In 2000, John Adrain ran into a problem common among San Francisco residents: He had too much stuff and too little space. But Adrain’s stuff wasn’t the kind you shove in storage—an antique firearms collector since he was nine years old, he wanted to keep his extensive (and expensive) gun collection out of the wrong hands.
Adrain built a gun safe into his bed, creating the first prototype of what is sold today as the BedBunker by his company, Heracles Research Corporation. The beds not only hide firearms but also protect you from them: They are bullet-resistant. Today, the Texas company offers a full range of concealed safes: BedBunker, CouchBunker, TableBunker, ClosetBunker, and even TruckBunker and ConsoleBunker. The sofas, which range in price from $7,780 to $10,720, are made from fabric that can stop a bullet.
Heracles is one of several companies that have begun making bullet-resistant home goods in recent years. Five years ago, Arizona's Ballistic Furniture Systems Inc. began designing bullet-resistant materials that can be manufactured into furniture. In the past year, two smaller companies, Aspetto and Osdin Shield, launched lines of bullet-resistant furniture. Bullet-resistant housewares can sell for double the price of traditional furniture. Osdin Shield's custom-built sofas cost up to $9,000.
The high price of his Heracles sofas reflects its customer base: “I don’t have any homeless customers. It tends to be the 1 percent,” said Adrain.
Manufacturers test their bullet-proof furnishings in controlled environments, but little is known about how owners would use them in an active shooting. “I don’t know if anyone has had to use them,” Adrain said. Heracles sofa cushions are designed with handles and light enough to lift, so that they can be used as a shield.
Interest in Adrain’s array of products is up, he said, and corresponds with a growing national interest in buying guns. Federal Bureau of Investigation background checks—a proxy for gun sales—rose 38 percent in December 2015 over the previous year. "People are concerned about the Second Amendment. When people buy more guns, they buy more safes," he said.
Sales of ballistic barriers doubled from 2014 to 2015 for Ballistic Furniture Systems, said its chief executive officer, Jeffrey A. Isquith. The five-year-old company mainly works with commercial clients, such as hospitals, retailers, and hotels, but has started receiving requests to outfit safe rooms in residential homes. Converting a 400-square-foot room to a fully bullet-resistant space would cost $5,000 to $10,000, Isquith estimated.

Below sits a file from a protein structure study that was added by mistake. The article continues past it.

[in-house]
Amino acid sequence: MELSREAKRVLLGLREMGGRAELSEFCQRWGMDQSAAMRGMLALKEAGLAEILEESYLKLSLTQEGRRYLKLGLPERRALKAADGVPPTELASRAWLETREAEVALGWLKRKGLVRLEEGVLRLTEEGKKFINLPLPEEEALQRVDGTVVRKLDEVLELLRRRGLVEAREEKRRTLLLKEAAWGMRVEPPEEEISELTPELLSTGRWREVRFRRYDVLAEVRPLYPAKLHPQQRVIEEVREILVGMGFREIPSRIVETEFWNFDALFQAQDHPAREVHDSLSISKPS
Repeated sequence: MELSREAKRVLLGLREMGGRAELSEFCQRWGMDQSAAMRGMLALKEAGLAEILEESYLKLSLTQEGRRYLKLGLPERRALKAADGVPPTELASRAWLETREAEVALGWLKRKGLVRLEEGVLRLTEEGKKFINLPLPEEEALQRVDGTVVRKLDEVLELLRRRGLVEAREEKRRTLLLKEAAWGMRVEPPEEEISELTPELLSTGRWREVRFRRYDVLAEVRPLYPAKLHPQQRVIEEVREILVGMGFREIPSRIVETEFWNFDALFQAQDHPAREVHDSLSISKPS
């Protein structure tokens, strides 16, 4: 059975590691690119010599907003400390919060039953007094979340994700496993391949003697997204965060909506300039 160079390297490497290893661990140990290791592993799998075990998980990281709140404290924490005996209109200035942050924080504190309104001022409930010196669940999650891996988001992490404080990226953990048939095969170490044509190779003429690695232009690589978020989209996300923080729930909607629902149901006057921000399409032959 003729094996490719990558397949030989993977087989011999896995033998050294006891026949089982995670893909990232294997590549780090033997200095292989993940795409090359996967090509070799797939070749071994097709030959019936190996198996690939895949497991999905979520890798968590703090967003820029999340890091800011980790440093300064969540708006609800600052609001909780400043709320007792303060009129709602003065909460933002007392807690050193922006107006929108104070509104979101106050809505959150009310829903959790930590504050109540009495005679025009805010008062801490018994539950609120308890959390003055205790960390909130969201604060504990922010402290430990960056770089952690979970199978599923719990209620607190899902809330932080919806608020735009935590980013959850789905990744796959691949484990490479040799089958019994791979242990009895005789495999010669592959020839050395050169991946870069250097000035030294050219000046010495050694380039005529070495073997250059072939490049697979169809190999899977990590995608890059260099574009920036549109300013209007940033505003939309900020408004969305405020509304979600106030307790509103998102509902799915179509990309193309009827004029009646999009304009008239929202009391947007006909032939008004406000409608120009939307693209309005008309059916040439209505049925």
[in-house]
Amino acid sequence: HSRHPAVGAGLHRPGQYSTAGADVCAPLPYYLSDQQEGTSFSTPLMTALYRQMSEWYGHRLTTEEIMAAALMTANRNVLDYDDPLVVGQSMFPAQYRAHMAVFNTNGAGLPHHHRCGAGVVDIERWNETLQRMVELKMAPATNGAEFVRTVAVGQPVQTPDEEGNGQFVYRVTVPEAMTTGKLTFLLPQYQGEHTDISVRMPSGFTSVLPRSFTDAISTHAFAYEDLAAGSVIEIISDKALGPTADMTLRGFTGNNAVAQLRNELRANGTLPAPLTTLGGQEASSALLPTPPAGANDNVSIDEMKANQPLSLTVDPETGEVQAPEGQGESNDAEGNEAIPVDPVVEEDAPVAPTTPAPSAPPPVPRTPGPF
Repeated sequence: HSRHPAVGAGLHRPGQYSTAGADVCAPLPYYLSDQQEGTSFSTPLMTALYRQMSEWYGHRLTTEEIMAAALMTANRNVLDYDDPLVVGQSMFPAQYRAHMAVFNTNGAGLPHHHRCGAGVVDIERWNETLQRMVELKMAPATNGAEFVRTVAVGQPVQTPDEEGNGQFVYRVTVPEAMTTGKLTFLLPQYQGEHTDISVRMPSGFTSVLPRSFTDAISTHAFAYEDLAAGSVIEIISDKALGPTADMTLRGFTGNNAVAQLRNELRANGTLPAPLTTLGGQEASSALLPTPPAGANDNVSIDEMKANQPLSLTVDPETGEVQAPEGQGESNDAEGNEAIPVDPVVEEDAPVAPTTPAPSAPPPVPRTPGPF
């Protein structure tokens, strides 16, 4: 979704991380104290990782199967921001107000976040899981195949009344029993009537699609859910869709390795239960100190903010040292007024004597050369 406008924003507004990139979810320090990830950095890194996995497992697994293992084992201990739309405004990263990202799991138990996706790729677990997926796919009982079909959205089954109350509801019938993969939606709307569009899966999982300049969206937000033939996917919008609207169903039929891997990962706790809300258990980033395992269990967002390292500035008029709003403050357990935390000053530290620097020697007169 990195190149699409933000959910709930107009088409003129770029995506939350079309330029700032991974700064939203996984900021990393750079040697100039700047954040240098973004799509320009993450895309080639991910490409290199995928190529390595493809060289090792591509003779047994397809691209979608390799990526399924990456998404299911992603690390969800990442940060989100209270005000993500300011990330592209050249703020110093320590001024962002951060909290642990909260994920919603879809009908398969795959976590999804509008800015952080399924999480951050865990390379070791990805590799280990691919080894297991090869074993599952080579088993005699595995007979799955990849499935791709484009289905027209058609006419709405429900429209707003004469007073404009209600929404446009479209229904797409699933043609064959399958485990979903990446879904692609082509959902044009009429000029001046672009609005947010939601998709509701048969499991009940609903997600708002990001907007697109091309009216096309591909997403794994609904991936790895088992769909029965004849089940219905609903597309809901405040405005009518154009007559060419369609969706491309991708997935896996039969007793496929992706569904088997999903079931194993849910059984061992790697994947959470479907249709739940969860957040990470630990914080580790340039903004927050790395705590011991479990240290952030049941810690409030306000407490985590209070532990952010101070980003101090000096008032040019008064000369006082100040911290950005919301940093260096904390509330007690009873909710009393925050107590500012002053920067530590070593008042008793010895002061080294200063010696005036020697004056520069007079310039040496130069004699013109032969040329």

Isquith credits the company’s growth to a successful marriage between ballistic expertise and design savvy: “No one wants everything to look like a bank. They don’t want it to look like a war zone—they want it to be a very nice environment, where you don’t know it's there.” The company designs its ballistic barrier to be easily integrated into a variety of design styles.
The client base for bullet-resistant furniture is difficult to pin down, in part because, as Adrain put it, “People who need this kind of protection don’t usually spread it around by word of mouth.” Abbas Haider, founder of the Virginia personal protection company Aspetto, expects interest in bullet-resistant furniture to rise from the political arena. “There’s a lot of heat these days in politics, especially as people pick up arms and enter government buildings,” Haider said, referring to the recent occupation of a federal wildlife refuge in Oregon. Aspetto recently made a $5,000 bulletproof executive desk for a client whose identity even Aspetto’s executives didn't know.
Despite the secrecy of their clientele, founders of bullet-resistant furniture companies say they all share one characteristic: a strong concern for safety. “If we can help somebody, if we can save somebody,” said Darren Osdin, CEO of Osdin Shield, which makes handmade bullet-resistant furnishings, “then I think we’ve done a good job.”